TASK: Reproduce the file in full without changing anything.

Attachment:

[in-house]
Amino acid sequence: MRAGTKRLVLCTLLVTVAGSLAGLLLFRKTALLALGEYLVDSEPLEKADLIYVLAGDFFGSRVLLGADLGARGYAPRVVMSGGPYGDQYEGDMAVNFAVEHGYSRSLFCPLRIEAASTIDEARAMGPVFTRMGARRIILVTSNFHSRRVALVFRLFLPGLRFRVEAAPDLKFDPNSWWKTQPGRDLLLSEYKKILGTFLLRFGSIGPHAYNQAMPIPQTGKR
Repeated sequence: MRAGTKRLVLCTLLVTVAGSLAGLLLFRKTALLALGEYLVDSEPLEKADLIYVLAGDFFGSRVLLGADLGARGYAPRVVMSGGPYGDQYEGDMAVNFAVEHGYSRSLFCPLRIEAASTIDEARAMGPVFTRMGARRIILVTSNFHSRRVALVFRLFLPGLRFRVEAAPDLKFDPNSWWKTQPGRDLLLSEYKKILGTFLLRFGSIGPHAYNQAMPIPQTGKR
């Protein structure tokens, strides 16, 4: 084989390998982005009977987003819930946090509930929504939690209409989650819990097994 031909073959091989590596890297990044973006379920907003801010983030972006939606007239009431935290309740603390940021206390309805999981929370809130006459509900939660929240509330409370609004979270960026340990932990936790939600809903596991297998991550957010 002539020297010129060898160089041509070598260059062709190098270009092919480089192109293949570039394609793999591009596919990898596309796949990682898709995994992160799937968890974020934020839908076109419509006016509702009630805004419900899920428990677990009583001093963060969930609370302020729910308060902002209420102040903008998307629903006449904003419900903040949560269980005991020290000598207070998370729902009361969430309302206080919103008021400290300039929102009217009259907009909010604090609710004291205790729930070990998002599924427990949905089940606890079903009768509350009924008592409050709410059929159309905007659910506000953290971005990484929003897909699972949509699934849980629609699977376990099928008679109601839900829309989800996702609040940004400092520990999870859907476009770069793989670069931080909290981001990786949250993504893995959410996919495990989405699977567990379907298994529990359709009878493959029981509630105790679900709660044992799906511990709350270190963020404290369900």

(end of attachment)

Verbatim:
[in-house]
Amino acid sequence: MRAGTKRLVLCTLLVTVAGSLAGLLLFRKTALLALGEYLVDSEPLEKADLIYVLAGDFFGSRVLLGADLGARGYAPRVVMSGGPYGDQYEGDMAVNFAVEHGYSRSLFCPLRIEAASTIDEARAMGPVFTRMGARRIILVTSNFHSRRVALVFRLFLPGLRFRVEAAPDLKFDPNSWWKTQPGRDLLLSEYKKILGTFLLRFGSIGPHAYNQAMPIPQTGKR
Repeated sequence: MRAGTKRLVLCTLLVTVAGSLAGLLLFRKTALLALGEYLVDSEPLEKADLIYVLAGDFFGSRVLLGADLGARGYAPRVVMSGGPYGDQYEGDMAVNFAVEHGYSRSLFCPLRIEAASTIDEARAMGPVFTRMGARRIILVTSNFHSRRVALVFRLFLPGLRFRVEAAPDLKFDPNSWWKTQPGRDLLLSEYKKILGTFLLRFGSIGPHAYNQAMPIPQTGKR
């Protein structure tokens, strides 16, 4: 084989390998982005009977987003819930946090509930929504939690209409989650819990097994 031909073959091989590596890297990044973006379920907003801010983030972006939606007239009431935290309740603390940021206390309805999981929370809130006459509900939660929240509330409370609004979270960026340990932990936790939600809903596991297998991550957010 002539020297010129060898160089041509070598260059062709190098270009092919480089192109293949570039394609793999591009596919990898596309796949990682898709995994992160799937968890974020934020839908076109419509006016509702009630805004419900899920428990677990009583001093963060969930609370302020729910308060902002209420102040903008998307629903006449904003419900903040949560269980005991020290000598207070998370729902009361969430309302206080919103008021400290300039929102009217009259907009909010604090609710004291205790729930070990998002599924427990949905089940606890079903009768509350009924008592409050709410059929159309905007659910506000953290971005990484929003897909699972949509699934849980629609699977376990099928008679109601839900829309989800996702609040940004400092520990999870859907476009770069793989670069931080909290981001990786949250993504893995959410996919495990989405699977567990379907298994529990359709009878493959029981509630105790679900709660044992799906511990709350270190963020404290369900």